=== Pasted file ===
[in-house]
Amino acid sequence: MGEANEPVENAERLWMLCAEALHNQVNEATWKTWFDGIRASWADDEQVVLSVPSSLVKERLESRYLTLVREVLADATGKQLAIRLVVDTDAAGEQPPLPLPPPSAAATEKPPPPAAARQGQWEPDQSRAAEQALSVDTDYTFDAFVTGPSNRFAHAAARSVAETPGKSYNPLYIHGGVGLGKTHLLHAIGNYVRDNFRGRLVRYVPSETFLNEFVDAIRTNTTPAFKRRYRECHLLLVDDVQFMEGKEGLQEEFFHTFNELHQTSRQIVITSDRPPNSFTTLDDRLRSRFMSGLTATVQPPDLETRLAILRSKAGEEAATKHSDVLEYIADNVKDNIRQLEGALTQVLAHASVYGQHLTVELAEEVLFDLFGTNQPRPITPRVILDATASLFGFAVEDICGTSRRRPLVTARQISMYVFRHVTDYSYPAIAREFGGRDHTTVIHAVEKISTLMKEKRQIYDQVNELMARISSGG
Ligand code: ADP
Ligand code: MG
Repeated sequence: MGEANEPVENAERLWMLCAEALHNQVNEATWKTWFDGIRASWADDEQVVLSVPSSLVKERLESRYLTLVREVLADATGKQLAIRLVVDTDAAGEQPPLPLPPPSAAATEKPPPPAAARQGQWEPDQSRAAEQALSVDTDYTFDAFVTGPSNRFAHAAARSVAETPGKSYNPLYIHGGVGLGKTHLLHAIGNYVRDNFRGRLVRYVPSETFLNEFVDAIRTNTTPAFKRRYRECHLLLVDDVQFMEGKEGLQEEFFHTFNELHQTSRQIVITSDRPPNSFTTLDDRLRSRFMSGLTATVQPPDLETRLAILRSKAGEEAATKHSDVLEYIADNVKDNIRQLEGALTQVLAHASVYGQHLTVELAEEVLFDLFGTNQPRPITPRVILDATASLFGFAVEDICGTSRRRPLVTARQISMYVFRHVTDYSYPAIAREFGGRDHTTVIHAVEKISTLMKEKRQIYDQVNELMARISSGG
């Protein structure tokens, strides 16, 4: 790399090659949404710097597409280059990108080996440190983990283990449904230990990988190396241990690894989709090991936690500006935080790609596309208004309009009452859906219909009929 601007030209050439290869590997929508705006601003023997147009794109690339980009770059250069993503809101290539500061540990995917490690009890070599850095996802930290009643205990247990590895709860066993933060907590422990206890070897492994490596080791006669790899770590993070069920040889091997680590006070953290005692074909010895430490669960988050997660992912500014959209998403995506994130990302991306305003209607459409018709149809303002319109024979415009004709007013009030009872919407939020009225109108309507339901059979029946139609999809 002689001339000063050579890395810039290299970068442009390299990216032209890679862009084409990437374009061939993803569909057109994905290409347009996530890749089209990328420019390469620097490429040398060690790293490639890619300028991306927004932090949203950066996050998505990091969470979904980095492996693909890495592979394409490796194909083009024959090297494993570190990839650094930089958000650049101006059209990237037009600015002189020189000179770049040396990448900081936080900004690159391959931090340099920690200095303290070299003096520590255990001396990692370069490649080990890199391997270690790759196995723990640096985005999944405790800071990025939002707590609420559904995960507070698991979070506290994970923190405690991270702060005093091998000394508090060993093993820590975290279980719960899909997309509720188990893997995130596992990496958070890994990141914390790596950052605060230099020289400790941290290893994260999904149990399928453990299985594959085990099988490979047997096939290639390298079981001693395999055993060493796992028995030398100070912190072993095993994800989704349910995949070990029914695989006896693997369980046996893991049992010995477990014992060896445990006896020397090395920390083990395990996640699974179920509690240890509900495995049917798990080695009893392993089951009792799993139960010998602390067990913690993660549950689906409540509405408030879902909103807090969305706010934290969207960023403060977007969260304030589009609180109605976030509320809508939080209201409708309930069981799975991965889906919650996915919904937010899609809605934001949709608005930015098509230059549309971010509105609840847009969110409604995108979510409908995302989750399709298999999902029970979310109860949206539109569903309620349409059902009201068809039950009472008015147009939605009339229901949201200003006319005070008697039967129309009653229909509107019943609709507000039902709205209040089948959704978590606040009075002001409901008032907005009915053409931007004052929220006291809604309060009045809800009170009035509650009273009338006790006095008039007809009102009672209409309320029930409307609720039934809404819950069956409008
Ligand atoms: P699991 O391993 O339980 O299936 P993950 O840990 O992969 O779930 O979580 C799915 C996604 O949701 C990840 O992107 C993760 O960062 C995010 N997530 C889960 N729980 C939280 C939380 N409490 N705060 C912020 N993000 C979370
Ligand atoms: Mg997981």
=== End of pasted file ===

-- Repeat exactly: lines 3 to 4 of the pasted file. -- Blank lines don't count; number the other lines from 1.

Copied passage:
Ligand code: ADP
Ligand code: MG